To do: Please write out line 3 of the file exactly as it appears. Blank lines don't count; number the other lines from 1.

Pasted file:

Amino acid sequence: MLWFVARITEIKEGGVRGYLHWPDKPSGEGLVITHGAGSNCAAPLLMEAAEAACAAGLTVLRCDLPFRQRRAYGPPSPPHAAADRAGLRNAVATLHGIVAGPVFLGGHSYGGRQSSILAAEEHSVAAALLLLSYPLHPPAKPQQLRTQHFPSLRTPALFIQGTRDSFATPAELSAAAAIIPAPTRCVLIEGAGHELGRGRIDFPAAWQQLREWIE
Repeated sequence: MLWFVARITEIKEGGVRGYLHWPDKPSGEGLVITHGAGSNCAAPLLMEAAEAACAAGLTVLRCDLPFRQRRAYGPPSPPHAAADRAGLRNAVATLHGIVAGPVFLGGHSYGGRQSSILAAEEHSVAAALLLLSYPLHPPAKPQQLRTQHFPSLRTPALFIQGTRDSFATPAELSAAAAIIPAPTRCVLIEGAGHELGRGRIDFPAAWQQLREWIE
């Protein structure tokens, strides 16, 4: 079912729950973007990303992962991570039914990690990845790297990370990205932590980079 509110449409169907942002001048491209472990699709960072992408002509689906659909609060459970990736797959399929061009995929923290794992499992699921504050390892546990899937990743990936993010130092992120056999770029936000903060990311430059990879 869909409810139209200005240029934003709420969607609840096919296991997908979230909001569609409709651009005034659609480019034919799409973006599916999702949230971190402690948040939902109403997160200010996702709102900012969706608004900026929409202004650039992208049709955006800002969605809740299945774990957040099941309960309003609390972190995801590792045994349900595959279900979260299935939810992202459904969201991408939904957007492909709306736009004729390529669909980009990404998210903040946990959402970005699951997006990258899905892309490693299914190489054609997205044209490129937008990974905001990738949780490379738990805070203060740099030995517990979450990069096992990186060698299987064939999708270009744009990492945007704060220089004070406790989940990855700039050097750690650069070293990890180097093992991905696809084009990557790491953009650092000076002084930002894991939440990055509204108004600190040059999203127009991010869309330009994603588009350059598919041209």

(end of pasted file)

């Protein structure tokens, strides 16, 4: 079912729950973007990303992962991570039914990690990845790297990370990205932590980079 509110449409169907942002001048491209472990699709960072992408002509689906659909609060459970990736797959399929061009995929923290794992499992699921504050390892546990899937990743990936993010130092992120056999770029936000903060990311430059990879 869909409810139209200005240029934003709420969607609840096919296991997908979230909001569609409709651009005034659609480019034919799409973006599916999702949230971190402690948040939902109403997160200010996702709102900012969706608004900026929409202004650039992208049709955006800002969605809740299945774990957040099941309960309003609390972190995801590792045994349900595959279900979260299935939810992202459904969201991408939904957007492909709306736009004729390529669909980009990404998210903040946990959402970005699951997006990258899905892309490693299914190489054609997205044209490129937008990974905001990738949780490379738990805070203060740099030995517990979450990069096992990186060698299987064939999708270009744009990492945007704060220089004070406790989940990855700039050097750690650069070293990890180097093992991905696809084009990557790491953009650092000076002084930002894991939440990055509204108004600190040059999203127009991010869309330009994603588009350059598919041209």